Road to the Tonys: ‘Shuffle Along’ and Broadway’s Season of Diversity

The 2015-16 Broadway season couldn’t have found a more fitting end than “Shuffle Along.” Following a year of work that seemed a celebration of contemporary Broadway diversity, here came “Shuffle Along” to cap it all off with a look back at the roots of that diversity, unearthing a little-known 1921 musical and tracing its significant but often overlooked influence as the first successful all-black production on Broadway.

But even after a 2015-16 season that’s included everything from “Hamilton” to “Eclipsed” to “Allegiance” to “The Color Purple,” “Shuffle Along” — nominated for 10 Tony Awards including best musical — also sounds a cautionary note, warning today’s Broadway not to forget the current moment’s inclusiveness the way the achievements of “Shuffle Along” were forgotten.

Conceived and directed by Tony winner George C. Wolfe (“Bring In ‘Da Noise, Bring In ‘Da Funk,” “Angels in America”), “Shuffle Along, Or, the Making of the Musical Sensation of 1921 And All That Followed” tells the backstage backstory of 1921’s “Shuffle Along,” a musical created by an entirely African-American team that included songwriters Eubie Blake and Noble Sissle and book writers by F.E. Miller and Aubrey Lyles. The first act culminates in the creative team’s work becoming the toast of Manhattan’s artistic set, while the second act chronicles the quartet’s sad dissolution.

“Shuffle Along” was, among other landmarks, the first Broadway show to  put such a prominent spotlight on syncopated jazz. “It represented a confluence in interest in African-American culture that had begun in 1919,” said theater historian and New York University professor Laurence Maslon. “It led a charge of all these shows that followed, until about 1930, including ‘Hot Chocolates,’ the Fats Waller musical that introduced the song ‘Ain’t Misbehavin’. ‘Shuffle Along’ was definitely a cultural marker that the Harlem Renaissance, and the people behind it, were here to stay.”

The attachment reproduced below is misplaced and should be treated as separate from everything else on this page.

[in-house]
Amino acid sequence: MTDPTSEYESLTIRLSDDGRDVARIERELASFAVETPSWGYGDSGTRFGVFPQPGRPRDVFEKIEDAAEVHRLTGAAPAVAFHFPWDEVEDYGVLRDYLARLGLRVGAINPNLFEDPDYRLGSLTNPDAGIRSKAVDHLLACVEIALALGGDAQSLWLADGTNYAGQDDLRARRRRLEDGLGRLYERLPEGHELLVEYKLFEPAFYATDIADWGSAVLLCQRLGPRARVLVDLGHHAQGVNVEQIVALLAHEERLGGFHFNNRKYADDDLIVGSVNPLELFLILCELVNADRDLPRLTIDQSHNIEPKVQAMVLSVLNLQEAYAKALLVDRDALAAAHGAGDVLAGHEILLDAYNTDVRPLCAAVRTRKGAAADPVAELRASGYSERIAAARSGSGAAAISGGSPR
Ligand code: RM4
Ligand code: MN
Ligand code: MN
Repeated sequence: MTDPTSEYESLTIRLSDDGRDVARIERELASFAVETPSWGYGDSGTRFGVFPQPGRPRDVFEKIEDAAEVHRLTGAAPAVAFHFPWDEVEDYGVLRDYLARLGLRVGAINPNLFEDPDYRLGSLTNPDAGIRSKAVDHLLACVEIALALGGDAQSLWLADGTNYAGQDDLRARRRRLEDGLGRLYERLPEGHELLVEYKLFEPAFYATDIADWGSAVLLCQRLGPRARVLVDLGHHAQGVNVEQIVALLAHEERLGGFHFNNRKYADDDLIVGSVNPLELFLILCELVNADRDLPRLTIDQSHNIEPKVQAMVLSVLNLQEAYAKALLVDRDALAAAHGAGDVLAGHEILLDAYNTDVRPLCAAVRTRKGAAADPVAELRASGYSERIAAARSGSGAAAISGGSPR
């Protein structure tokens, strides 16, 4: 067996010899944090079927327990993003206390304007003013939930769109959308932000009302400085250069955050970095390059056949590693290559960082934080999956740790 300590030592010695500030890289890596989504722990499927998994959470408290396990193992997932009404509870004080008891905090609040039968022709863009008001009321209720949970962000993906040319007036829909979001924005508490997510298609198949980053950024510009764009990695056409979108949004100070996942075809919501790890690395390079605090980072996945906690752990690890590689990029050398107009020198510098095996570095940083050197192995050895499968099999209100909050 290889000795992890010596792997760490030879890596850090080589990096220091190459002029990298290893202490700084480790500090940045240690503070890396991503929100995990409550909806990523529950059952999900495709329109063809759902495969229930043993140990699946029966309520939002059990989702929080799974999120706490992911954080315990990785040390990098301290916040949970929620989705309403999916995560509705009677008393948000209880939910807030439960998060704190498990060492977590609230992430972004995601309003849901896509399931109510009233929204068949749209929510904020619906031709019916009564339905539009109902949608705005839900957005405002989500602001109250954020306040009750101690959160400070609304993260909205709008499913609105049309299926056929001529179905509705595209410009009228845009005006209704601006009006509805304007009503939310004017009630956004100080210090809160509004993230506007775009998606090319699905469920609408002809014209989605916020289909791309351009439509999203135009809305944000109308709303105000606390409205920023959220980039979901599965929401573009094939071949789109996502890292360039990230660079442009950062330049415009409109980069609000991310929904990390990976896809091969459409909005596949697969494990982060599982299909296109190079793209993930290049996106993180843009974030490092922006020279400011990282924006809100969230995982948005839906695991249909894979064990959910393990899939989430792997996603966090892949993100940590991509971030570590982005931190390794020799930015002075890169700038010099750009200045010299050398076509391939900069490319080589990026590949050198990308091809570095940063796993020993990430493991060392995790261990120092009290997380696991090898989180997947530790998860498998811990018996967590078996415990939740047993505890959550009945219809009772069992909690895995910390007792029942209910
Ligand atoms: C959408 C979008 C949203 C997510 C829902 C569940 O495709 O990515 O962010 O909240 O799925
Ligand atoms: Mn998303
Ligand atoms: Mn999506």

Why, then, did it fall into obscurity? Maslon theorized that it was due to several factors: the creative team never had a follow-up show; none of the songs became linked with a popular performer of the era (like Paul Robeson) who might have helped the title live on; and it wasn’t optioned in Hollywood.

Part of the project of the new “Shuffle Along,” then, was to raise the musical back into Broadway’s consciousness again. That end goal, Wolfe said, definitely fueled a passion in the rehearsal room, which contained a team of all-stars including choreographer Savion Glover and actors Audra McDonald, Brian Stokes Mitchell and Billy Porter.

“But that’s a reason to write a paper, that’s not a reason to do a full production of a musical,” Wolfe said. “You do a musical because there’s some intimate truth inside the material you have to confront. For me, I was very intrigued by how brave these people were, how fearless they were. They didn’t let the smallness of the world they were living in at the time limit them. I found that really empowering.”

The show Wolfe came up with incorporates Blake and Sissle songs, plus some snippets of the original text, into a larger history compiled by Wolfe after a “rigorous, exhausting, overwhelming” period of detective work, piecing together scraps of history he found in places including the Flournoy Miller archives at Emory and the Baltimore Afro-American Archives.

At the new production’s center is a 1921 show full of outmoded elements — as exemplified by the use of blackface, or by a song called “Pickaninny Shoes.” “It’s a very odd piece of material, but most material from the 1920s is really odd,” Wolfe said. “It has melodrama, it has vaudeville, it has minstrel, it has operetta. They were figuring something out. They were figuring out this new form of musical theater.”

That was the show that became a hit in 1920s New York — and was soon forgotten, as detailed in the second act of the new “Shuffle Along.” “You’d have to be made of stone not to see the second half as a pertinent story about cultural appropriation and what people choose to forget,” Maslon noted.

While Wolfe tips his hat to the modern-day producers backing the 2015-16 season’s diversity, he also acknowledges that season slates are largely the product of the arbitrary Jenga of theater scheduling. “There’s always more work to do,” he said. “So let’s throw ourselves a party on Sunday night, but then get back to work on Monday.”


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